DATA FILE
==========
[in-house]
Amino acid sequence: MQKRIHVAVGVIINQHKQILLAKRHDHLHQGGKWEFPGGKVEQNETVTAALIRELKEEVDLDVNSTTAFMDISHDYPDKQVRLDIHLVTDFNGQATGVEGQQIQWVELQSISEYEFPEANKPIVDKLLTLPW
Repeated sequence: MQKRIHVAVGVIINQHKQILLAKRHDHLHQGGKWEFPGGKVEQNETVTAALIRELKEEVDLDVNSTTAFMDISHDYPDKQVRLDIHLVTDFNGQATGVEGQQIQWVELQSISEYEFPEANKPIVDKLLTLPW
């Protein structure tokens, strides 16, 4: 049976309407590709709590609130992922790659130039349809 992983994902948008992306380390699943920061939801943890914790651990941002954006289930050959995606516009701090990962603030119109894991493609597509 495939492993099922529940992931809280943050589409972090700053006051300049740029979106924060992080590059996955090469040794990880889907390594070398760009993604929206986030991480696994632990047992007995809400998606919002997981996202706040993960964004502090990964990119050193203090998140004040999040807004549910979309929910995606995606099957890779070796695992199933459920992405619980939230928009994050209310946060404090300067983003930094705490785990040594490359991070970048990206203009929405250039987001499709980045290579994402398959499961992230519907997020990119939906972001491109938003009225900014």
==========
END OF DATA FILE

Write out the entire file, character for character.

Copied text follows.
[in-house]
Amino acid sequence: MQKRIHVAVGVIINQHKQILLAKRHDHLHQGGKWEFPGGKVEQNETVTAALIRELKEEVDLDVNSTTAFMDISHDYPDKQVRLDIHLVTDFNGQATGVEGQQIQWVELQSISEYEFPEANKPIVDKLLTLPW
Repeated sequence: MQKRIHVAVGVIINQHKQILLAKRHDHLHQGGKWEFPGGKVEQNETVTAALIRELKEEVDLDVNSTTAFMDISHDYPDKQVRLDIHLVTDFNGQATGVEGQQIQWVELQSISEYEFPEANKPIVDKLLTLPW
């Protein structure tokens, strides 16, 4: 049976309407590709709590609130992922790659130039349809 992983994902948008992306380390699943920061939801943890914790651990941002954006289930050959995606516009701090990962603030119109894991493609597509 495939492993099922529940992931809280943050589409972090700053006051300049740029979106924060992080590059996955090469040794990880889907390594070398760009993604929206986030991480696994632990047992007995809400998606919002997981996202706040993960964004502090990964990119050193203090998140004040999040807004549910979309929910995606995606099957890779070796695992199933459920992405619980939230928009994050209310946060404090300067983003930094705490785990040594490359991070970048990206203009929405250039987001499709980045290579994402398959499961992230519907997020990119939906972001491109938003009225900014």